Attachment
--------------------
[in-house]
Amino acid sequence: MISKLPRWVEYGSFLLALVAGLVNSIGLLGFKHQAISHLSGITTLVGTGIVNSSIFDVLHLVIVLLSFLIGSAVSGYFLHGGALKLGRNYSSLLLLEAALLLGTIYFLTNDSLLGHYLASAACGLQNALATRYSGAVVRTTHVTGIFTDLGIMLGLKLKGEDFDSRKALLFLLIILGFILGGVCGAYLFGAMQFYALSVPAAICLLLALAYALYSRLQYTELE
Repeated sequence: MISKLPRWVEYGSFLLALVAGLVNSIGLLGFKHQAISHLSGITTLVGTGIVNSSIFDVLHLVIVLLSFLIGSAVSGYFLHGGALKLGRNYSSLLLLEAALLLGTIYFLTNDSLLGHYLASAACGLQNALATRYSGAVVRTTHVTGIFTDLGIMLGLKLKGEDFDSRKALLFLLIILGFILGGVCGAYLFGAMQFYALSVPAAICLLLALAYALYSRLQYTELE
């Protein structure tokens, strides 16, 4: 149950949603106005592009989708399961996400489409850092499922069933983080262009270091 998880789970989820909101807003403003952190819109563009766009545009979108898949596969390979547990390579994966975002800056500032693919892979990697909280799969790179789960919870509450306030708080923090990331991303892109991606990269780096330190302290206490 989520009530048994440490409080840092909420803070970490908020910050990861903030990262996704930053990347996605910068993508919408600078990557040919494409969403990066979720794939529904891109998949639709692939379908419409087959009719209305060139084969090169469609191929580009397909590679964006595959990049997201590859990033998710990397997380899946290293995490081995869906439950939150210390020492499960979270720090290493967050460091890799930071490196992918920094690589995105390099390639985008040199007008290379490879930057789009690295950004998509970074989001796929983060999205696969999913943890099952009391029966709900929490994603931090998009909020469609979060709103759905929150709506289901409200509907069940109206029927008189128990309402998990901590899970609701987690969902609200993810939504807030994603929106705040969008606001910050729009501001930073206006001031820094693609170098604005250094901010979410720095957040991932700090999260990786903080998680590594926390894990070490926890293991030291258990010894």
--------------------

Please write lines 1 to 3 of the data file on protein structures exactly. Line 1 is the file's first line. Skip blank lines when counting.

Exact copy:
[in-house]
Amino acid sequence: MISKLPRWVEYGSFLLALVAGLVNSIGLLGFKHQAISHLSGITTLVGTGIVNSSIFDVLHLVIVLLSFLIGSAVSGYFLHGGALKLGRNYSSLLLLEAALLLGTIYFLTNDSLLGHYLASAACGLQNALATRYSGAVVRTTHVTGIFTDLGIMLGLKLKGEDFDSRKALLFLLIILGFILGGVCGAYLFGAMQFYALSVPAAICLLLALAYALYSRLQYTELE
Repeated sequence: MISKLPRWVEYGSFLLALVAGLVNSIGLLGFKHQAISHLSGITTLVGTGIVNSSIFDVLHLVIVLLSFLIGSAVSGYFLHGGALKLGRNYSSLLLLEAALLLGTIYFLTNDSLLGHYLASAACGLQNALATRYSGAVVRTTHVTGIFTDLGIMLGLKLKGEDFDSRKALLFLLIILGFILGGVCGAYLFGAMQFYALSVPAAICLLLALAYALYSRLQYTELE